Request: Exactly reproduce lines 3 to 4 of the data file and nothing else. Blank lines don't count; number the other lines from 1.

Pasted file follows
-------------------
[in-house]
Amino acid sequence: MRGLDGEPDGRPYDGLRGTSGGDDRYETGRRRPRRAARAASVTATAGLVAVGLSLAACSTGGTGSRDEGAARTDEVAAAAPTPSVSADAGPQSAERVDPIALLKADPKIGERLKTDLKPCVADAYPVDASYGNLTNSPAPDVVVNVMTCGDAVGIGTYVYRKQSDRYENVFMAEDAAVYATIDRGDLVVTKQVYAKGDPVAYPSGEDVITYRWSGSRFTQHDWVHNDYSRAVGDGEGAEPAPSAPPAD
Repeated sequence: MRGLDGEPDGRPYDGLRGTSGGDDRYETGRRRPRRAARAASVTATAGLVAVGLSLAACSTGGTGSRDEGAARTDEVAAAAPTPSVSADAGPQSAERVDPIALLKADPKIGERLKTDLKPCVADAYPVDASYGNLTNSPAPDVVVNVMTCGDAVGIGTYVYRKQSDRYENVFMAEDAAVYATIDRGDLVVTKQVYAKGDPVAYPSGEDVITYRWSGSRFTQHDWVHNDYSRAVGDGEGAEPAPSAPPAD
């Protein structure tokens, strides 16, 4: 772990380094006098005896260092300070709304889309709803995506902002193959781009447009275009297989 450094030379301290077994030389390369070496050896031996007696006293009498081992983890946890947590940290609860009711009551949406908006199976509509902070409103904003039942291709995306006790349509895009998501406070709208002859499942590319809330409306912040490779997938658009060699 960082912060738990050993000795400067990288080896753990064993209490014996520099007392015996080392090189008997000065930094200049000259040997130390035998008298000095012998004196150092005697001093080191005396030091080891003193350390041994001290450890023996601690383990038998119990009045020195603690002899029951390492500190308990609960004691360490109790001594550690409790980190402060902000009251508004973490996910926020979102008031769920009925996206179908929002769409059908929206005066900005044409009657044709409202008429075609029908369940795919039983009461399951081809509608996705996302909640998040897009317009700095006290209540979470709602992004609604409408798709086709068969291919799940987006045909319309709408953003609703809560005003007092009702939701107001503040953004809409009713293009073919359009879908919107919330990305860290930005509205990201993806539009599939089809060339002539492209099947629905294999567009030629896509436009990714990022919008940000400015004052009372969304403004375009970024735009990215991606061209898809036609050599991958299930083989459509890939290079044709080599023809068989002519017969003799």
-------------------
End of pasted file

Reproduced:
Repeated sequence: MRGLDGEPDGRPYDGLRGTSGGDDRYETGRRRPRRAARAASVTATAGLVAVGLSLAACSTGGTGSRDEGAARTDEVAAAAPTPSVSADAGPQSAERVDPIALLKADPKIGERLKTDLKPCVADAYPVDASYGNLTNSPAPDVVVNVMTCGDAVGIGTYVYRKQSDRYENVFMAEDAAVYATIDRGDLVVTKQVYAKGDPVAYPSGEDVITYRWSGSRFTQHDWVHNDYSRAVGDGEGAEPAPSAPPAD
């Protein structure tokens, strides 16, 4: 772990380094006098005896260092300070709304889309709803995506902002193959781009447009275009297989 450094030379301290077994030389390369070496050896031996007696006293009498081992983890946890947590940290609860009711009551949406908006199976509509902070409103904003039942291709995306006790349509895009998501406070709208002859499942590319809330409306912040490779997938658009060699 960082912060738990050993000795400067990288080896753990064993209490014996520099007392015996080392090189008997000065930094200049000259040997130390035998008298000095012998004196150092005697001093080191005396030091080891003193350390041994001290450890023996601690383990038998119990009045020195603690002899029951390492500190308990609960004691360490109790001594550690409790980190402060902000009251508004973490996910926020979102008031769920009925996206179908929002769409059908929206005066900005044409009657044709409202008429075609029908369940795919039983009461399951081809509608996705996302909640998040897009317009700095006290209540979470709602992004609604409408798709086709068969291919799940987006045909319309709408953003609703809560005003007092009702939701107001503040953004809409009713293009073919359009879908919107919330990305860290930005509205990201993806539009599939089809060339002539492209099947629905294999567009030629896509436009990714990022919008940000400015004052009372969304403004375009970024735009990215991606061209898809036609050599991958299930083989459509890939290079044709080599023809068989002519017969003799």